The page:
Aviva has updated its Relevant Life Policy (RLP) product, dropping the existing critical illness cover option and replacing it with an Employee Significant Illness Cover option instead.
The move follows discussions with HMRC among others.
The new cover includes, as well as life cover, the following employee significant illnesses and conditions:
* Advanced cancer.
* Aplastic anaemia.
* Bacterial meningitis.
* Benign brain tumour.
* Benign spinal cord tumour.
* Brain injury due to anoxia/hypoxia.
* Devic’s disease.
* Intensive care (ten days).
* Kidney failure.
* Liver failure.
* Major organ transplant.
* Motor neurone disease.
* Multiple sclerosis.
* Parkinson’s plus syndromes.
* Psychosis and bipolar affective disorder
* Pulmonary arteria hypertension.
* Respiratory failure.
* Severe heart condition.
* Spinal stroke.
* Systemic lupus erythematosus.
* Third degree burns (20% coverage).
* Traumatic brain injury.
* Total and permanent disability (two claims definitions – benefit ceases at age 70).
What They Say
Mark Cracknell, head of protection distribution, said: "When we first launched this product in 2016, there was a difference of opinion across the provider community about how this product works and most importantly how it aligned with tax regulation.
"If you’ve got product providers with a difference of opinion, it creates uncertainty among advisers – predominantly small adviser firms – who want clarity from a tax and legal viewpoint on how it operates within the financial legislation.
"There was a level of ambiguity and we have gone away to remove that ambiguity, by working with HMRC to evolve the proposition. We have removed partial payment from the product and focused on the most significant conditions."
What We Say"Aviva surprised the market in 2016 when it launched a critical illness cover option on its RLP product. Previously, the view was that such policies could only offer life cover and that adding CI cover would result in losing tax relief on premiums. Aviva’s view was based on a very careful look at the relevant legislation (the Income Tax (Earnings and Pensions) Act 2003, part 6, chapter 2 and Income Tax (Trading and Other Income) Act 2005) and was supported by counsel’s opinion.
"Nevertheless, others argued that Aviva’s interpretation was itself incorrect or at least said they had no intention of offering a similar option. That created uncertainty, and Aviva has now resolved that by effectively agreeing with HMRC what can and cannot be offered.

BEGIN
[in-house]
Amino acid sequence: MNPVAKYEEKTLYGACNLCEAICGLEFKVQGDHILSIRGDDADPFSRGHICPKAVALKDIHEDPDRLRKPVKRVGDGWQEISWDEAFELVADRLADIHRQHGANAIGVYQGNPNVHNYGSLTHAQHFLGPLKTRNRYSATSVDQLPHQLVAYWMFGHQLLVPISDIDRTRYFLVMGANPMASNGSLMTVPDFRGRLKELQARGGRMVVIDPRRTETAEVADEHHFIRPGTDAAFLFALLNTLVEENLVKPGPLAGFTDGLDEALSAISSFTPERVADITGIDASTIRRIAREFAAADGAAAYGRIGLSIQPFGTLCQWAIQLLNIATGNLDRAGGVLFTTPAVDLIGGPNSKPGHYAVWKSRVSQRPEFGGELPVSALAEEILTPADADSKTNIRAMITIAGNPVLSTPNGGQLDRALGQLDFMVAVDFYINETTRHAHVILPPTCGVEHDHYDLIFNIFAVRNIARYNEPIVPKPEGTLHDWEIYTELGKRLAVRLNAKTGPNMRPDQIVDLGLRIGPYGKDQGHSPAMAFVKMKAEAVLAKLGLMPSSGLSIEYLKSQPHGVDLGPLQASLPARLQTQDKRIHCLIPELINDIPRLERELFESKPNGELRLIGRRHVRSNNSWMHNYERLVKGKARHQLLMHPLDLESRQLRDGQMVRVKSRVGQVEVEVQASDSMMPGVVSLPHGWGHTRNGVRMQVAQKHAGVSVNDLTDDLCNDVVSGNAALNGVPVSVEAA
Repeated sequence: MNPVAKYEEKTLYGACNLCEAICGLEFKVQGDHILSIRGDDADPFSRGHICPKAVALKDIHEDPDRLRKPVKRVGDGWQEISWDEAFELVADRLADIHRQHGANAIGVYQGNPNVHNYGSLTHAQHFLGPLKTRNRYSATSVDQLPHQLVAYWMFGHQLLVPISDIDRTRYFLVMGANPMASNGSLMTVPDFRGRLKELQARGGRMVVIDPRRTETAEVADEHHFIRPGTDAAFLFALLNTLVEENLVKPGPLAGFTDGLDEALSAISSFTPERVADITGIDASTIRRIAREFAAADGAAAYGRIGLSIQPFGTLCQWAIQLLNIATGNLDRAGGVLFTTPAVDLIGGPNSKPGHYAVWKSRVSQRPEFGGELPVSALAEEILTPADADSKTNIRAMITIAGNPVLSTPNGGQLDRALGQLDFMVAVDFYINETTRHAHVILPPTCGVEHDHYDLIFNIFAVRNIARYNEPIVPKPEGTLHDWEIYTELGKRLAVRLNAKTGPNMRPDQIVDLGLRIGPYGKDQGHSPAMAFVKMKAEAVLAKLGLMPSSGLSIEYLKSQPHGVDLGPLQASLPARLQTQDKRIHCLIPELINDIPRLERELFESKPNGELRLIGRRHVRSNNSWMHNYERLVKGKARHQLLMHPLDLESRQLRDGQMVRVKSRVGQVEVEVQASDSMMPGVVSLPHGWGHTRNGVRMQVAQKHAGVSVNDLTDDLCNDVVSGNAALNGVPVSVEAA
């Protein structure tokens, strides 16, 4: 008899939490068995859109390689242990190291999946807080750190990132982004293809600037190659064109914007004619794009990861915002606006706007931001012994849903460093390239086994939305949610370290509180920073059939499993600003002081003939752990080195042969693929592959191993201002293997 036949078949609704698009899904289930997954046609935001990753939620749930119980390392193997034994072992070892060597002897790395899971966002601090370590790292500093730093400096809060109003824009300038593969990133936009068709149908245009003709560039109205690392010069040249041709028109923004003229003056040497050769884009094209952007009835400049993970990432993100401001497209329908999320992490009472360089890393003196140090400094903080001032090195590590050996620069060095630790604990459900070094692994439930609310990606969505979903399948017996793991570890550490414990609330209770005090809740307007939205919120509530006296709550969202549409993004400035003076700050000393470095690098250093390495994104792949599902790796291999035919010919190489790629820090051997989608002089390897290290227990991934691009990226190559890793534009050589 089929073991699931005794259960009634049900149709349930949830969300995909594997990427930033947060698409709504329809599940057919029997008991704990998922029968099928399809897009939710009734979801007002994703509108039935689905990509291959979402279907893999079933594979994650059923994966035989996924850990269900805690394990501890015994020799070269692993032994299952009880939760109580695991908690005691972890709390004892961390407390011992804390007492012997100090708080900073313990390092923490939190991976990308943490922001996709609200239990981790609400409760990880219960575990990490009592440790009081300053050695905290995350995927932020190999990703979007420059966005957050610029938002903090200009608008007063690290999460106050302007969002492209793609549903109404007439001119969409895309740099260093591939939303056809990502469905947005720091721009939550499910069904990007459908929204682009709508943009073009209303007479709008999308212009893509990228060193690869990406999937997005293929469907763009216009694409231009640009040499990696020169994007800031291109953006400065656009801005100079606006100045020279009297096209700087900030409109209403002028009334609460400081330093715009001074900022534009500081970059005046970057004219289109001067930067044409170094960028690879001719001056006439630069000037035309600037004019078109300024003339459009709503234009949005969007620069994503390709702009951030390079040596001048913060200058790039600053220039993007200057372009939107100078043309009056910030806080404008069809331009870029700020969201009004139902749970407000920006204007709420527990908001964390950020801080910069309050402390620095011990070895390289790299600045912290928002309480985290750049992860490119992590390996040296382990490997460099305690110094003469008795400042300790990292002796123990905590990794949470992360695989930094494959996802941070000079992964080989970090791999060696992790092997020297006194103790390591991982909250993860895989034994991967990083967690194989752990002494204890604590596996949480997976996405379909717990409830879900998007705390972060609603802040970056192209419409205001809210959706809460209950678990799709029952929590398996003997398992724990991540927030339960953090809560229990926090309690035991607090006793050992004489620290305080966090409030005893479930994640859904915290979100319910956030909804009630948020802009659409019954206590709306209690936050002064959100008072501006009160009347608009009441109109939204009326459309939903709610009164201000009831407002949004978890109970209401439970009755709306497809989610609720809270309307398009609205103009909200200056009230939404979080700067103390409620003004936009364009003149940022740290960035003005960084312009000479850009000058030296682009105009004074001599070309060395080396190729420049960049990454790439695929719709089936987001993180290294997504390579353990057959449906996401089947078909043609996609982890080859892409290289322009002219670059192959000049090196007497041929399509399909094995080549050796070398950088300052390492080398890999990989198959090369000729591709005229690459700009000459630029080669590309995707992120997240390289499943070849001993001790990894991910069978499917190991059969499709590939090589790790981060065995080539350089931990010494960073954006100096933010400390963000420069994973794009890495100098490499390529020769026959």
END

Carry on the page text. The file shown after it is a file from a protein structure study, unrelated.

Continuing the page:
"The result is interesting on a number of levels. First, cover is narrower than on the old version, although existing customers still get all the benefits signed up for and we understand HMRC is not looking to retrospectively attack such policies.
"Second, the new cover arguably links much better with conditions that stop people from working. It still excludes major career threateners such as most mental health and musculoskeletal conditions (income protection remains the main way to cover those very real risks).
"Third, other insurers now look likely to offer similar cover on their RLP products.
"Finally, the creation of an ‘employee significant illness’ option creates a new route for all CI providers that could see CI cover generally much more closely aligned with career threatening conditions. That would both simplify CI cover and avoid what some see as the damaging and confusing ‘race’ to cover more and more obscure conditions while still not covering all critical illnesses.
"Customers lose out by having narrower RLP CI cover (except we can’t really call it that as it fails the ABI’s CI definitions) but the alternative would presumably have been no CI type cover of any sort.
"One route Aviva has not followed would have been to offer this new cover but to allow individuals or employers to have a separate add-on life (not RLP) policy to make-up the cover difference. That would have added complexity (and cost) but we may yet see other insurers go down this route as it opens up some very exciting possibilities to develop the CI market in a way that both appeals to customers and also creates new marketing opportunities for advisers.
"In conclusion, to cut a long story (sorry about that – but the principles are important!) short, the new plan is likely to appeal to more employers (less cover but greater certainty) even though cover is clearly narrower than before."